The world watched, although in what seems to have been a relatively detached manner, given the general lack of coverage, the events happening over the last two weeks at the UN's climate change conference in Poznan, Poland (1-12 December). "Present but not contributing" would aptly describe some of the nations there. The US had a delegation, but it represented outgoing president Bush. Obama did not send his own climate team, although he has called climate change "a matter of urgency."
"It has affected the meeting in a fairly significant way," said Gus Silva-Chavez, a policy expert at the Environmental Defense Fund in Washington who has been observing the closed negations. "A lot of people think: 'this is not the time to put our cards on the table. Let's wait for the new administration. Why agree to anything now?'" ["White House change hobbles climate session", International Herald Tribune, 11 December 2008.]The EU held its own summit on 11-12 December, looking to finalize its own climate package, a fact which only complicates matters — countries present at both could not fully participate at the first without knowing the outcome of the second (more "present but not contributing"). While Germany has long been at the heart of the EU, German Chancellor Angela Merkel has made clear that the country's heavy industry will not be in play when it comes to proposals to combat climate change unless other countries outside Europe agree to similar moves. The country clearly fears having to pay the price for easing the burden of CO2 reduction measures on its poorer eastern neighbors, like Poland. Because of its larger industrial sector than Britain and France combined, Germany is forced into this unenviable position, especially due to the state of the global economy.
But beyond governments, who were only partly there and were only partly willing to move things forward, business has its own voice to add to the discussions, and did just that over the two weeks. At the ministerial breakfast on Friday the 12th, co-hosted by World Business Council for Sustainable Development (WBCSD) President Bjorn Stigson and United Nations Framework Convention on Climate Change (UNFCCC) Executive Secretary Yvo de Boer, business added its voice to the mix, giving key messages that it needs governments to hear and address. The first message is that climate change is a fundamental issue for business; it will have major impacts on business strategies and operations. Business therefore has legitimate and strong views on the policy framework needed to address this problem. The breakfast was attended by 29 environment ministers or their delegates, as well as UN Secretary General Ban Ki-moon.
"What business needs from Poznan is progress," says Bjorn Stigson. Business is ready to play its part in the making of those decisions, and society has been asking for it to do just that. Business was first formally recognized as a contributor to the process of negotiating a post-2012 international climate agreement last year at the same climate change conference in Bali. "In the year since, there has been much brainstorming across all sectors of society about the way forward. PoznaÅ„ is where this work must coalesce from talk to text. If negotiation on the text of the agreement does not begin at PoznaÅ„, it is likely that it will not be finished in time, resulting in a gap between the expiration of the current Kyoto targets in 2012 and the start of the next.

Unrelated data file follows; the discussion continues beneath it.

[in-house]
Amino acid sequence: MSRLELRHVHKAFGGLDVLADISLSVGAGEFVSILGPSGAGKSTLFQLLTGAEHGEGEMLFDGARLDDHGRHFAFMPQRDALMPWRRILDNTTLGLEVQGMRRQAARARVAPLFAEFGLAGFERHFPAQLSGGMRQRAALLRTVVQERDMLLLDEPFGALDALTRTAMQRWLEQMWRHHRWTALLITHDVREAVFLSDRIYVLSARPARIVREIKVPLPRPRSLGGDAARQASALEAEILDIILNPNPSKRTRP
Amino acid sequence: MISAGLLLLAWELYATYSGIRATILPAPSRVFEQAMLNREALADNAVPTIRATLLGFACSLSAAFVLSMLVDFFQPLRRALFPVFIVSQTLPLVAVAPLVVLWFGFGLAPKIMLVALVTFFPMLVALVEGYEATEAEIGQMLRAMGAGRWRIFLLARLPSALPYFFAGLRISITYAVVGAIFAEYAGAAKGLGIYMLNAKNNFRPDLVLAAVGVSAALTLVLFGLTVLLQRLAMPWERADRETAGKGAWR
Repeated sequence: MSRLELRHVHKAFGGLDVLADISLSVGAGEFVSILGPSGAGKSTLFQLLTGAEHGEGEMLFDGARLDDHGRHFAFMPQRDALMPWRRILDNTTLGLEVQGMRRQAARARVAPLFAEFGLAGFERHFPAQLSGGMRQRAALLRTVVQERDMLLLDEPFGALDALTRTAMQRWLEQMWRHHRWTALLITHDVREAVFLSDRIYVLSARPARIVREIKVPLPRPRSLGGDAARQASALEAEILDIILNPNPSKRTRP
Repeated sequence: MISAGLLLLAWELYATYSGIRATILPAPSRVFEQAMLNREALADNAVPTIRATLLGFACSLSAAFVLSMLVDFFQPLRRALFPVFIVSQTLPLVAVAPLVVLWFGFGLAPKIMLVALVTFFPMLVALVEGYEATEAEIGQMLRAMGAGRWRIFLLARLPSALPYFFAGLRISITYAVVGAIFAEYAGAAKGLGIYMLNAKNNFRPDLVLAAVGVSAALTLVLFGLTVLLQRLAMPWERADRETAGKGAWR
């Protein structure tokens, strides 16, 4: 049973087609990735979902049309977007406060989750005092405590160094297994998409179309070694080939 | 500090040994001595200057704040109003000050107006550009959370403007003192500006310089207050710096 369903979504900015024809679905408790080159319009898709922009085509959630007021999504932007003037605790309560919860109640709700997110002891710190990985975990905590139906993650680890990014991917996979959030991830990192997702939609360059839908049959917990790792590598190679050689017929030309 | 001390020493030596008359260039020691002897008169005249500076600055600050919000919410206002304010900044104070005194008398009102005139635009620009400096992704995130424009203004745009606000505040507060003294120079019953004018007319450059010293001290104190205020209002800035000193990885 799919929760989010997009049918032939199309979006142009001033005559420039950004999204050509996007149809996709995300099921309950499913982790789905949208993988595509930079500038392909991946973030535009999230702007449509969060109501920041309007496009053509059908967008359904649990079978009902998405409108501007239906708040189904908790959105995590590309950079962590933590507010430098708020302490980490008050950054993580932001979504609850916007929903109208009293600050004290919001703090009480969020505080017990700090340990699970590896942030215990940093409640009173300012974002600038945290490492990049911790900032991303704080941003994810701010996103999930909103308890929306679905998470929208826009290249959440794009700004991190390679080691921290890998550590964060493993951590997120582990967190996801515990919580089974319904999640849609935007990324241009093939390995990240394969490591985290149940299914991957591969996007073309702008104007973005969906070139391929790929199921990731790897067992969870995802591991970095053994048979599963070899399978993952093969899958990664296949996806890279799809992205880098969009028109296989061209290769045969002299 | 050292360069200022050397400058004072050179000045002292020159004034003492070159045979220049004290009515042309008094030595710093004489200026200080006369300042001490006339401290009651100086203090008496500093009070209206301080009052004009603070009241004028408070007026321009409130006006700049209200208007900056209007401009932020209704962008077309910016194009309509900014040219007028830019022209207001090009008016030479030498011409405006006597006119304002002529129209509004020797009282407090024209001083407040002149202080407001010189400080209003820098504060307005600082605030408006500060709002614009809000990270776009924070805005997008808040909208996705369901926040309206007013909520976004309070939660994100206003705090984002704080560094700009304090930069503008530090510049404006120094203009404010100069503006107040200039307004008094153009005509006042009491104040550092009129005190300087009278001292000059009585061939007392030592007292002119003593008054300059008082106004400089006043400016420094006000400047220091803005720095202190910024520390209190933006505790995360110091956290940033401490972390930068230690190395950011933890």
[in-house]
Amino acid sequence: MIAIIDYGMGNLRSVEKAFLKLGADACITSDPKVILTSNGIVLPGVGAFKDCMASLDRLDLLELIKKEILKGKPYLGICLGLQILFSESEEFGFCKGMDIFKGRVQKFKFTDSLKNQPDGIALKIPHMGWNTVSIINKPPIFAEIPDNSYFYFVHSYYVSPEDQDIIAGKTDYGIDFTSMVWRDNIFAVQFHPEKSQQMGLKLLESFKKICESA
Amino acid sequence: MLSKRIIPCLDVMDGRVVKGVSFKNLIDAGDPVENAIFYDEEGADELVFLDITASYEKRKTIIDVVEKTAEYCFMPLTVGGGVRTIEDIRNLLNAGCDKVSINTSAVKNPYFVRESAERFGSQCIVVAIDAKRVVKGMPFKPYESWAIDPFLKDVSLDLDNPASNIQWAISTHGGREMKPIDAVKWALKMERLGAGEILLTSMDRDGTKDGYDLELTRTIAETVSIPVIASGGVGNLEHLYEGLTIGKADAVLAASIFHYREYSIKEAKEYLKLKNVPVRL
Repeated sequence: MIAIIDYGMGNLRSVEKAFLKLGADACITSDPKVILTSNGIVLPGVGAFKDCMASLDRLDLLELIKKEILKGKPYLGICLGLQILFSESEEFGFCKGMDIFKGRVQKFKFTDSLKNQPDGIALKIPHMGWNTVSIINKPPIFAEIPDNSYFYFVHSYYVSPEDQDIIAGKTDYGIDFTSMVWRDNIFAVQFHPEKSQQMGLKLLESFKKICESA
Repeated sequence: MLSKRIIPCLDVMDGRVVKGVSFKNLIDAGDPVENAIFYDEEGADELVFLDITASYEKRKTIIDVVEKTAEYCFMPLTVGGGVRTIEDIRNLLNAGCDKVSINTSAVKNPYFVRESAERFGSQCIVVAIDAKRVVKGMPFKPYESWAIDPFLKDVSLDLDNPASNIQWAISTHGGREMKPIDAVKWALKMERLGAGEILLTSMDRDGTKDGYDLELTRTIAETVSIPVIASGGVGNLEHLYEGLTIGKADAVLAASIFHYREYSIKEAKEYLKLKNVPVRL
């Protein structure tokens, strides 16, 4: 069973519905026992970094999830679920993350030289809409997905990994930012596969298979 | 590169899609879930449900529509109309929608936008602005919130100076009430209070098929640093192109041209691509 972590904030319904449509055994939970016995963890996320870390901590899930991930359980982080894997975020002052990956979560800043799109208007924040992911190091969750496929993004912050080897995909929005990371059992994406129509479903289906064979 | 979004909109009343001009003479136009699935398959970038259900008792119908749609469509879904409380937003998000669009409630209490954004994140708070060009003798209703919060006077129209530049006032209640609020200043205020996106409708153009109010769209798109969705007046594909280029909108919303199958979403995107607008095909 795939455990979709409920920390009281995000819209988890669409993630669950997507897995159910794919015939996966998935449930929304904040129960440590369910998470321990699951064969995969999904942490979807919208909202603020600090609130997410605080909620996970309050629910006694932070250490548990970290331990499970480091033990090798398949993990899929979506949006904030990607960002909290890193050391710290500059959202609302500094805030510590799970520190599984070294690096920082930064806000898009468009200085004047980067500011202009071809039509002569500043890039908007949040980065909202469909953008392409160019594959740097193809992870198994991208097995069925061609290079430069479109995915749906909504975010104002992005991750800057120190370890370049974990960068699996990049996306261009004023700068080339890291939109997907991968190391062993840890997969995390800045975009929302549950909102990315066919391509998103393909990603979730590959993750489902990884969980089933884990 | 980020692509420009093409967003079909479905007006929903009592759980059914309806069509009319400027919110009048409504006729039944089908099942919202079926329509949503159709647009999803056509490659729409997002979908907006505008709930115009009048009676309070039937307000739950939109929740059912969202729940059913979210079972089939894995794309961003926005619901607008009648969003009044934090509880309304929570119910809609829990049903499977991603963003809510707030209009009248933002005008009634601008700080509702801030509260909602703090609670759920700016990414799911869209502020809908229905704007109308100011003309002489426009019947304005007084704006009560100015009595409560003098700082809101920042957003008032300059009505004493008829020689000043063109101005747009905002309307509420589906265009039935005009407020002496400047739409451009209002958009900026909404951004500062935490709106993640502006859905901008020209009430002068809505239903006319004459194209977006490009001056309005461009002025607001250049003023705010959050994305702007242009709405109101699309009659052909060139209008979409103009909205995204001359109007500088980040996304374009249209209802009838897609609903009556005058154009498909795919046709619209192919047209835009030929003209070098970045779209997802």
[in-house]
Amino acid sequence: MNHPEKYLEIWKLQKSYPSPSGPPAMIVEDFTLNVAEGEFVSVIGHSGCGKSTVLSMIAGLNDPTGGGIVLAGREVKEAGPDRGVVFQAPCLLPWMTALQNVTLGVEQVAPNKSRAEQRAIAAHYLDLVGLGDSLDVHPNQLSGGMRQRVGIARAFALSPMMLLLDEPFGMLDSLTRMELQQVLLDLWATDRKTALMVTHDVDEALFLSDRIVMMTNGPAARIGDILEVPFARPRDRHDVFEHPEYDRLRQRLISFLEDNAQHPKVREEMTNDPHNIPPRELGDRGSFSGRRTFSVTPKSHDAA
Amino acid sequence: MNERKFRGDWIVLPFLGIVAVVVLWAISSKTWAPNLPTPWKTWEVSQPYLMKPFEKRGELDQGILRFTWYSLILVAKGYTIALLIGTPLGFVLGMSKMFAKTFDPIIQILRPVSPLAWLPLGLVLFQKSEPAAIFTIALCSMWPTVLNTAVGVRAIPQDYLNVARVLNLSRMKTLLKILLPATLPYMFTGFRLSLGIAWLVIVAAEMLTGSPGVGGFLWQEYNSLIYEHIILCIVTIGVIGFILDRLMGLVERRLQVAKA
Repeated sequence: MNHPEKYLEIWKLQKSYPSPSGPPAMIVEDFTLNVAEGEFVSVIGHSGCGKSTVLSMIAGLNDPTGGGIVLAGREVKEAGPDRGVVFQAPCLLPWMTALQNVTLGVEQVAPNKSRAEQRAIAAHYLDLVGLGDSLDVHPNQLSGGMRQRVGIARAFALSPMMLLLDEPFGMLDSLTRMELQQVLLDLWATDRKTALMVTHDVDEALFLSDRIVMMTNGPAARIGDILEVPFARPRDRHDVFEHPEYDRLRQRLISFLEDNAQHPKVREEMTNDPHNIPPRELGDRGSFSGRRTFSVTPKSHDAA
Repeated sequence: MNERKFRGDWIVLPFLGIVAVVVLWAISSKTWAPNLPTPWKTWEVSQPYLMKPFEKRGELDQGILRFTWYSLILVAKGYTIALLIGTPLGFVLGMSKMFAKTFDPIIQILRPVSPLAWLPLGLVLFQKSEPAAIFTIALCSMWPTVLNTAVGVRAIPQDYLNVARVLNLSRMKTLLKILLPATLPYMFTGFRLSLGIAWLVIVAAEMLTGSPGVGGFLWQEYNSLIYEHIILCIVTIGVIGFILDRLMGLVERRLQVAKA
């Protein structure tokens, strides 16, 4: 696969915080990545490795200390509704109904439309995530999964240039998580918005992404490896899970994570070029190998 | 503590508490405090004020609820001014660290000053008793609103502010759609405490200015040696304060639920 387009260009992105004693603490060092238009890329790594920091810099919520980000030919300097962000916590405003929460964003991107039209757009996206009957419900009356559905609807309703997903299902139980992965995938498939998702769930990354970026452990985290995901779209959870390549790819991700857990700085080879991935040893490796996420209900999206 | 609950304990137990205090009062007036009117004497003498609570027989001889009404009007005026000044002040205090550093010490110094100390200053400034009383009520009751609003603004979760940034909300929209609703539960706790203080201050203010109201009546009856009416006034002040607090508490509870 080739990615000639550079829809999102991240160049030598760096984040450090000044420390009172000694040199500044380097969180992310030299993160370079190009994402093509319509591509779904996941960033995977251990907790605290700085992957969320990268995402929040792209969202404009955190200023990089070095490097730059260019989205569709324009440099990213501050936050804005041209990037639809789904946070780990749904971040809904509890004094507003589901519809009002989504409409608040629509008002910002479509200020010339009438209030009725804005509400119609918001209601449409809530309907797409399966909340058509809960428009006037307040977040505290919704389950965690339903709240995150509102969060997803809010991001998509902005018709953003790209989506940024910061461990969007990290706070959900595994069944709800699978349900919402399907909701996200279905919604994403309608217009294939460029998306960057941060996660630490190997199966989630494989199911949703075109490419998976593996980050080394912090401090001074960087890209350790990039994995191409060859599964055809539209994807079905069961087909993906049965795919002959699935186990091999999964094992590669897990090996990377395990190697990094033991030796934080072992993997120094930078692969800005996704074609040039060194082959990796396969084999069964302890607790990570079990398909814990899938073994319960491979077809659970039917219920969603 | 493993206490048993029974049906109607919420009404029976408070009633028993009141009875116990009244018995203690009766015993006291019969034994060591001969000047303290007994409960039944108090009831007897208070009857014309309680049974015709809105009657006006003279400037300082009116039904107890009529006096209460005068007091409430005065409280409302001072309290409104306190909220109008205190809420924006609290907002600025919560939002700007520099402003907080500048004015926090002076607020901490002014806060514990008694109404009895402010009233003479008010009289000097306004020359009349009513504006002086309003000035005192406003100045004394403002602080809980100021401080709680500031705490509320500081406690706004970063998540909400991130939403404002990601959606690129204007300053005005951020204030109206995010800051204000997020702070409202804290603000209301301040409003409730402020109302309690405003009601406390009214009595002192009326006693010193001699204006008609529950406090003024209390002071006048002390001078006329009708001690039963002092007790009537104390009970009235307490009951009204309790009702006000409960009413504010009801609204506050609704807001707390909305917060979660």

"For the world's climate, this would be unforgiveable. We simply cannot afford to waste this time," he said.
On 9 December 200 senior leaders from business, government, civil society and policy-making met in Poznan for a day-long event, the Poznan Business Day, to discuss how to formulate the post-2012 climate regime. At the event, Yvo de Boer said: "Copenhagen must deliver three political essentials: ambitious commitments by industrialized countries to cut emissions, a way to mobilize much larger funds to help the developing world take measureable action and adapt to climate change, and effective, transparent institutions to deploy that money effectively to the right place, at the right time."
"We need a global partnership between the public and private sector, a self-financing compact to fund action against climate change that offers the right policies, incentives, price points and market mechanisms to attract investment and stimulate business activity along the path of clean energy and green growth. Business plays an essential role in helping define how the market mechanisms embedded in this structure will work to greatest effect," said Mr. de Boer.
An investor delegation personally presented a call for action on climate change to world leaders at the conference. Signed by 152 global investors worth over US$ 9 trillion, the statement calls on world leaders to negotiate a strong and binding successor to the Kyoto Protocol to ensure that investors receive the market signals critical to funding the transition to a low-carbon economy.
"The lion's share of the investment needed to mitigate the damaging effects of climate change, and to adapt to them, will come from the private sector. But the private sector will be reluctant to invest into a policy vacuum, a period where the fate of investments could be uncertain. Governments wanting technology development and transfer must ensure this does not happen," said Mr. Stigson.
The final message given at the ministerial breakfast was that business stands ready to work with governments to define a new public-private partnership for action on climate change.
The question is, was government listening, and if so, what will business get? Only time will provide answers to these questions, and right now, taking that time is a luxury.
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